Original newspaper articles dating during 1944
The surrender ceremony was repeated in Berlin on 8 May, where the instrument of surrender was signed by supreme German military commander Wilhelm Keitel, by Georgy Zhukov and Allied representatives.Since the Soviet Union was to the east of Germany, it was 9 May Moscow time when the German military surrender became effective, which is why Russia and most of the former Soviet republics commemorate Victory Day on 9 May instead of 8 May.The first plan to receive consideration of Congress was one in 1836.Others followed, some of them having a short route to the rich Orient as the primary objective rather than being aimed at the development of the West.In taking over the office of president on December 11, 1941, four days after the Japanese attack on Pearl Harbor, President A. Mercier issued a message to Southern Pacific men and women saying that "our first duty is to our government in the war," and added: "The job is being tackled by all hands in the traditional spirit that built our western link of America's transcontinental railroad — the same spirit that has since won through in every crisis of flood, storm and disaster. With the return of peace, President Mercier has pledged that "all our resources of manpower and physical facilities will again be turned to furthering development of the area served by our lines and to provide progressive, friendly service to our customers." This booklet presents in concise form the history of Southern Pacific from its founding through World War II.It is published by the Southern Pacific Bureau of News, 65 Market Street, San Francisco, and is a revision of the "75 Years of Progress" articles which first appeared in the Southern Pacific "Bulletin" during 1944.The original unit of the transportation system that today comprises more than 15,000 miles of rail lines in this country and Mexico, was built from Sacramento 690 miles over the Sierra Nevada Mountains and across Nevada to meet the Union Pacific at Promontory, Utah, where the Last Spike was driven on May 10, 1869.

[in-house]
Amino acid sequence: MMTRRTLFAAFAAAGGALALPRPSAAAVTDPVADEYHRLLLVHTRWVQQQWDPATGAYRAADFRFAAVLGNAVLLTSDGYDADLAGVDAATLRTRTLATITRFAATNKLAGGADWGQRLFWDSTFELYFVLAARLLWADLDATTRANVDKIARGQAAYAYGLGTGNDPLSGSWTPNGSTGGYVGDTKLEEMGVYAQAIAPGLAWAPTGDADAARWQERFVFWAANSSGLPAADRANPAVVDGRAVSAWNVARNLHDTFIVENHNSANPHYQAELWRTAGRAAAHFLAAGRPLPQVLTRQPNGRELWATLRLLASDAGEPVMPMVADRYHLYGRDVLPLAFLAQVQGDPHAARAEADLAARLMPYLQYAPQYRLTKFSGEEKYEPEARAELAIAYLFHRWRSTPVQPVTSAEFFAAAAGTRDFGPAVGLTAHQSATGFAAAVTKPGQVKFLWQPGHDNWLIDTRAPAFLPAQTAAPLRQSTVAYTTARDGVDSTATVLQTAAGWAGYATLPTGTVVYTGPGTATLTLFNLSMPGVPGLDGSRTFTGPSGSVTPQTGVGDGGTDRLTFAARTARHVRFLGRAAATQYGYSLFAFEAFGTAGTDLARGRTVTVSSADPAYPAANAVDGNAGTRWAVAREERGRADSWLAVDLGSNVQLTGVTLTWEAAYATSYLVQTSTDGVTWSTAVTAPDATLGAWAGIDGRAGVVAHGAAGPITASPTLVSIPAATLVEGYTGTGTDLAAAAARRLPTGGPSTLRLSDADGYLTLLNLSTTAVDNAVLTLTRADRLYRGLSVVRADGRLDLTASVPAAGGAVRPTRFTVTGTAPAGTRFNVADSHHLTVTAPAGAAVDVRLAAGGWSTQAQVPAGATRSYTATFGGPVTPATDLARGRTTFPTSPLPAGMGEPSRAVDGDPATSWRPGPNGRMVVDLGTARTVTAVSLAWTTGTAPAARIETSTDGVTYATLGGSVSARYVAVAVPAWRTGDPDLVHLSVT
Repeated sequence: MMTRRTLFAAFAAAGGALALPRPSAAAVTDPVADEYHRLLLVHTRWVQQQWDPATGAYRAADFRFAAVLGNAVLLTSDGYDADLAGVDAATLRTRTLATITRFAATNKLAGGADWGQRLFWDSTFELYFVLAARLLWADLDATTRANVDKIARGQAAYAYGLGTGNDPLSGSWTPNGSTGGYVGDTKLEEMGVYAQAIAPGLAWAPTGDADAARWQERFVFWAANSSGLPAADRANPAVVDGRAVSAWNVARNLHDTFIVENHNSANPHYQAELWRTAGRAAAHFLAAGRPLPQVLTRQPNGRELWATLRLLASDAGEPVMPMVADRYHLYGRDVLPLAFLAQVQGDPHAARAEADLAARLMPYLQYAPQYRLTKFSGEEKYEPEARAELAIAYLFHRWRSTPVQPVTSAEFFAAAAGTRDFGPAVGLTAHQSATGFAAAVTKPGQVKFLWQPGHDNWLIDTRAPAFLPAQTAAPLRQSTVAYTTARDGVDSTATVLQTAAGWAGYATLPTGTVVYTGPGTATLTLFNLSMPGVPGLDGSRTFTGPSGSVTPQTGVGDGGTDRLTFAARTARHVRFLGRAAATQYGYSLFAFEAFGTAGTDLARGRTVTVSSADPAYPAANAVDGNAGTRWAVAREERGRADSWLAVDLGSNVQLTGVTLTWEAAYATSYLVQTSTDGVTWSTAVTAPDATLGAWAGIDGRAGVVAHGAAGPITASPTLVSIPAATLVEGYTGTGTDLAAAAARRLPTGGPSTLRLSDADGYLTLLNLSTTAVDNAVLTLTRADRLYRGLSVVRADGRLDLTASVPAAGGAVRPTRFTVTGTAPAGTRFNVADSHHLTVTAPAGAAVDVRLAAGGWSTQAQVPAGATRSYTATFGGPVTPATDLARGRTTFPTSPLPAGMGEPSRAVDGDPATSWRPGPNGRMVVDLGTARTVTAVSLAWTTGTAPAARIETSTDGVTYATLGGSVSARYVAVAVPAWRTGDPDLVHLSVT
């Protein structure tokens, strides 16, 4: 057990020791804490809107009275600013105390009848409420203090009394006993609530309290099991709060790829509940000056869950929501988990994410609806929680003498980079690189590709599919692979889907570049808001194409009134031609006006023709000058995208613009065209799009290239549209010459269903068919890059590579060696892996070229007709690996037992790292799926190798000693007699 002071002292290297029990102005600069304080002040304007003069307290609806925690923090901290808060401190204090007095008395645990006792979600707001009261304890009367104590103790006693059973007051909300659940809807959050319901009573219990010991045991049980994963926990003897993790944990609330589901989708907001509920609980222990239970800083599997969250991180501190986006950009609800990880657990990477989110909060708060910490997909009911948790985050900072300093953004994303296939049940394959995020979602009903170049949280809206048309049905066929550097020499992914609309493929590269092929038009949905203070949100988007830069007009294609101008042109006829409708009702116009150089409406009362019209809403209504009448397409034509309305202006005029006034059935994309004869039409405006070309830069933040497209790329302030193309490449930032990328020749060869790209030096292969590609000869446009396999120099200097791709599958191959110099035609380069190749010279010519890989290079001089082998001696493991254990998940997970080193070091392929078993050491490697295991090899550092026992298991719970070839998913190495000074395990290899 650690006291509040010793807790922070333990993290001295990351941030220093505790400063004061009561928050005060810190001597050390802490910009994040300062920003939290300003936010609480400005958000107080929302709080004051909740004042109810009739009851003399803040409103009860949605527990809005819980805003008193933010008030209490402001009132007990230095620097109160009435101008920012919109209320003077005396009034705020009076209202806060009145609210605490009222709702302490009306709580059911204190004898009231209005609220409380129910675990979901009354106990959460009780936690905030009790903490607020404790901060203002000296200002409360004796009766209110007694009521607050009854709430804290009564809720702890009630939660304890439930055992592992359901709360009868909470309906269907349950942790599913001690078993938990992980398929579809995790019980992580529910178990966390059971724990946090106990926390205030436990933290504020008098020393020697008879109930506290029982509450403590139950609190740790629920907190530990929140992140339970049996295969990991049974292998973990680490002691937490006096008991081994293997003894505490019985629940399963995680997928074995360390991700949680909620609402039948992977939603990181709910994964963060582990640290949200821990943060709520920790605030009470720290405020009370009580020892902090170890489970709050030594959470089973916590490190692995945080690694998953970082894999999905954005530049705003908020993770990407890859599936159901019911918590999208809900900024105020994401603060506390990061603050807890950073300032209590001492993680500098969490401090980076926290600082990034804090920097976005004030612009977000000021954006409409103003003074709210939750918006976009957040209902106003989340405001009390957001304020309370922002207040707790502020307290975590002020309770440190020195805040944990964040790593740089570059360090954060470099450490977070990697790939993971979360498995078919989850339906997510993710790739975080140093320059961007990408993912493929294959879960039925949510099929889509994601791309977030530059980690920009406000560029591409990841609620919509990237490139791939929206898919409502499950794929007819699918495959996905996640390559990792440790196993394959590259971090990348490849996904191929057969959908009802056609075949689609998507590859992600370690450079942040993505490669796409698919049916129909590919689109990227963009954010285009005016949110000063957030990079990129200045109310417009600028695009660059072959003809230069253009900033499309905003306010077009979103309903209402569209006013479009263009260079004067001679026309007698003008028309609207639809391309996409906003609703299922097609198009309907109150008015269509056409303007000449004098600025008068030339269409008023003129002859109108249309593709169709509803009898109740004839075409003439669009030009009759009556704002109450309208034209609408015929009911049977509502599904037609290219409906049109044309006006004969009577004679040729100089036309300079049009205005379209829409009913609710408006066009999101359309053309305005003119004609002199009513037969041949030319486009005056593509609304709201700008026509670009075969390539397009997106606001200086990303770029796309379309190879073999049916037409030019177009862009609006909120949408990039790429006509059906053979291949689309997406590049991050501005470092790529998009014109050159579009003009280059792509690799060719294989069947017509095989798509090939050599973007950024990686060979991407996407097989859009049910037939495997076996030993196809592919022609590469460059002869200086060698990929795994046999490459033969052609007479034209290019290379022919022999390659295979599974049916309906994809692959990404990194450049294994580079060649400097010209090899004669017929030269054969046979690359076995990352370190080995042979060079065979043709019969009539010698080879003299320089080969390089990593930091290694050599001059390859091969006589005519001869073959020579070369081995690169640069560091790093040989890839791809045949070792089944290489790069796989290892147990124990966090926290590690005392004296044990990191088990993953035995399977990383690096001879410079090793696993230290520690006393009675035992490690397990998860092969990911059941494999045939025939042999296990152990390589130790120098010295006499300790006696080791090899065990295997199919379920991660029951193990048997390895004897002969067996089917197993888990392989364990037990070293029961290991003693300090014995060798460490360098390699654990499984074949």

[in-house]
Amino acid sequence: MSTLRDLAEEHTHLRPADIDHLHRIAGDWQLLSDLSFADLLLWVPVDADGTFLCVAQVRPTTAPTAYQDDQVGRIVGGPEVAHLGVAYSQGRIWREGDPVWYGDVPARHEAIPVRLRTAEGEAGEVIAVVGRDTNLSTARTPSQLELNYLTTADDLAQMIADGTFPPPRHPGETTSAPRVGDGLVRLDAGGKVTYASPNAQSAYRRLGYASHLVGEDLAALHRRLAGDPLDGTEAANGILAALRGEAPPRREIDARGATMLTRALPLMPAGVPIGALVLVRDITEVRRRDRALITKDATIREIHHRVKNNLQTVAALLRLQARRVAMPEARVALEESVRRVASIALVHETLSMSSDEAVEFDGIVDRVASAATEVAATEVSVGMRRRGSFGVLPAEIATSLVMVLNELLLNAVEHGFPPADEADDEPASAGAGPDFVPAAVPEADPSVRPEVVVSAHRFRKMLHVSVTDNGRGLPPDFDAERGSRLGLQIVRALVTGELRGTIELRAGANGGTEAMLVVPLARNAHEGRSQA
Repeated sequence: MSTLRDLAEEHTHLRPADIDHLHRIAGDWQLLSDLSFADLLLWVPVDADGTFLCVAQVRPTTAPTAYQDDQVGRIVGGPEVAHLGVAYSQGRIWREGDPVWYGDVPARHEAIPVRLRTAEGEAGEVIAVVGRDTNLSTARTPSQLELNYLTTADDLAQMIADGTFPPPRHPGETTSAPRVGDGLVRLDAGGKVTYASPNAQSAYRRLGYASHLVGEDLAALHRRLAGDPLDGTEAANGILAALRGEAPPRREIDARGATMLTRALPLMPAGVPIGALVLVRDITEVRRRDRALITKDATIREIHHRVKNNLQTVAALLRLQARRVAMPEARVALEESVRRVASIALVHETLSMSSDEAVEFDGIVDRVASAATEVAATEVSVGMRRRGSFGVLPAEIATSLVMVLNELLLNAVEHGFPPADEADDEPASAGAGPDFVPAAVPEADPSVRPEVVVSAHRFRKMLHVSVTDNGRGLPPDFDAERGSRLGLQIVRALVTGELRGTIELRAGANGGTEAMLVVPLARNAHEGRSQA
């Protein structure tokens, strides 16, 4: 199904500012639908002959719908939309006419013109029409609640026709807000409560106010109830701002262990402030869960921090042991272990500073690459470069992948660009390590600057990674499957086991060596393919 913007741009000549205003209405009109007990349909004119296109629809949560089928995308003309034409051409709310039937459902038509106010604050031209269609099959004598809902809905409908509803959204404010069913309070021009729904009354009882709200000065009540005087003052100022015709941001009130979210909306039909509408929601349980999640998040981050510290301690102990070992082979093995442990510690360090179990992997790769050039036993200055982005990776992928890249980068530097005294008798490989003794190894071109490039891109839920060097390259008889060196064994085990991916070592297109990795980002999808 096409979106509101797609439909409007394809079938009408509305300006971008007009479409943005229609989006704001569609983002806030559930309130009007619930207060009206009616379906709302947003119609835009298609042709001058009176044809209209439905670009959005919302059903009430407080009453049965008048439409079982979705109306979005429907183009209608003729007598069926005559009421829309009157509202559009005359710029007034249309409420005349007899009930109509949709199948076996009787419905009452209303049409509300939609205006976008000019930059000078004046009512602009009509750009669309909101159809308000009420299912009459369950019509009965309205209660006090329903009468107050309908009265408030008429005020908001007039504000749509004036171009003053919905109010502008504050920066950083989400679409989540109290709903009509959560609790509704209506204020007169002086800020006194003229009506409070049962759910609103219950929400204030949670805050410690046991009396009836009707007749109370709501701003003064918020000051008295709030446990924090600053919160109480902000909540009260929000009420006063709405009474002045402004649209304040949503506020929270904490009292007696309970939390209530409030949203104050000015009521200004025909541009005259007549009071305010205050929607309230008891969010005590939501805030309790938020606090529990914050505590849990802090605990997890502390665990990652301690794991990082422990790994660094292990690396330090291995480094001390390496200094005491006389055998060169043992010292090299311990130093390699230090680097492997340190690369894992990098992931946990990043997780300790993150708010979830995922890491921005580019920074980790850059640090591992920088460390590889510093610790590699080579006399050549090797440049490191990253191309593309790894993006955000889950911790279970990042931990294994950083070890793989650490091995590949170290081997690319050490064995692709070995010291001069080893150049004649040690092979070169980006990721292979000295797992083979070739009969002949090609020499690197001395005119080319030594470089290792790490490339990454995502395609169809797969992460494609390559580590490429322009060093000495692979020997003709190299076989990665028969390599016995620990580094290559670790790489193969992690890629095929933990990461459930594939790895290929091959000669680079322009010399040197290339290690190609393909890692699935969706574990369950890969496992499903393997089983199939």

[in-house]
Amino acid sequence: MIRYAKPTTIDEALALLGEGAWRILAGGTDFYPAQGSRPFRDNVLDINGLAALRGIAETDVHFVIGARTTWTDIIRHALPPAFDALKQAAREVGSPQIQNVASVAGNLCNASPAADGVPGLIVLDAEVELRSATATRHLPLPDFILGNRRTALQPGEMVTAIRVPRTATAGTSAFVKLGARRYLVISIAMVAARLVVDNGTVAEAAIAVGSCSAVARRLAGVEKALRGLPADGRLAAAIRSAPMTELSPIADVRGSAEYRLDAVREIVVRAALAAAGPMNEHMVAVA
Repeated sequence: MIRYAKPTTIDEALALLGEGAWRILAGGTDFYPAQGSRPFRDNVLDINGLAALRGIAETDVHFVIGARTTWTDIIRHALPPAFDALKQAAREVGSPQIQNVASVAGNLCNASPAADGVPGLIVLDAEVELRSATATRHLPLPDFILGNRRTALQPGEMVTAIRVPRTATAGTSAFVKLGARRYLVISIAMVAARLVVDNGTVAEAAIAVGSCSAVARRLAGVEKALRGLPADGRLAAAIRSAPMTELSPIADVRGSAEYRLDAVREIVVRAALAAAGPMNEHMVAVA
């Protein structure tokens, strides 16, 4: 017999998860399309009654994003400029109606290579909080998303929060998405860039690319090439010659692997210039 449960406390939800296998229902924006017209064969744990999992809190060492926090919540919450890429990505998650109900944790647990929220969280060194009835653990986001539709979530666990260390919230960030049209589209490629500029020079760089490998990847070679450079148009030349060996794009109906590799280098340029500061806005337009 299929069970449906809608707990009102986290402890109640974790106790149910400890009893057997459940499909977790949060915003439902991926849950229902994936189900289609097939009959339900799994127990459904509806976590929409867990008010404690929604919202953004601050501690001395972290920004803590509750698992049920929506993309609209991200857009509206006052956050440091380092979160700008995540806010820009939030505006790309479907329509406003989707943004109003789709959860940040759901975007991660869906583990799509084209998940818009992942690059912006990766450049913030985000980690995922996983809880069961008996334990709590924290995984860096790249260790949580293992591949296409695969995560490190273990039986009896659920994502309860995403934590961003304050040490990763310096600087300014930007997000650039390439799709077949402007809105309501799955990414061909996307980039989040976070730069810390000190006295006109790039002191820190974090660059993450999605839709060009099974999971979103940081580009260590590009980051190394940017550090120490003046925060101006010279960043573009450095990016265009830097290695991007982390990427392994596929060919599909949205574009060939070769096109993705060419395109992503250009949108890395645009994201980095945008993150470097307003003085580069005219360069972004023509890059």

The story of the early beginnings of this great railroad project is the story of the West, the saga of individual initiative and courage that spanned a nation with bands of iron rail and nurtured the development of today's western empire.Princess Elizabeth (the future Queen Elizabeth II) and her sister Princess Margaret were allowed to wander incognito among the crowds and take part in the celebrations.As the Soviet representative in Reims had no authority to sign the German instrument of surrender, the Soviet leadership proposed to consider Reims surrender as a "preliminary" act.Victory in Europe Day, generally known as V-E Day, VE Day or simply V Day, was the public holiday celebrated on to mark the formal acceptance by the Allies of World War II of Nazi Germany's unconditional surrender of its armed forces.The formal surrender of the German forces occupying the Channel Islands did not occur until the following day, . The term VE Day existed as early as September 1944, in anticipation of victory.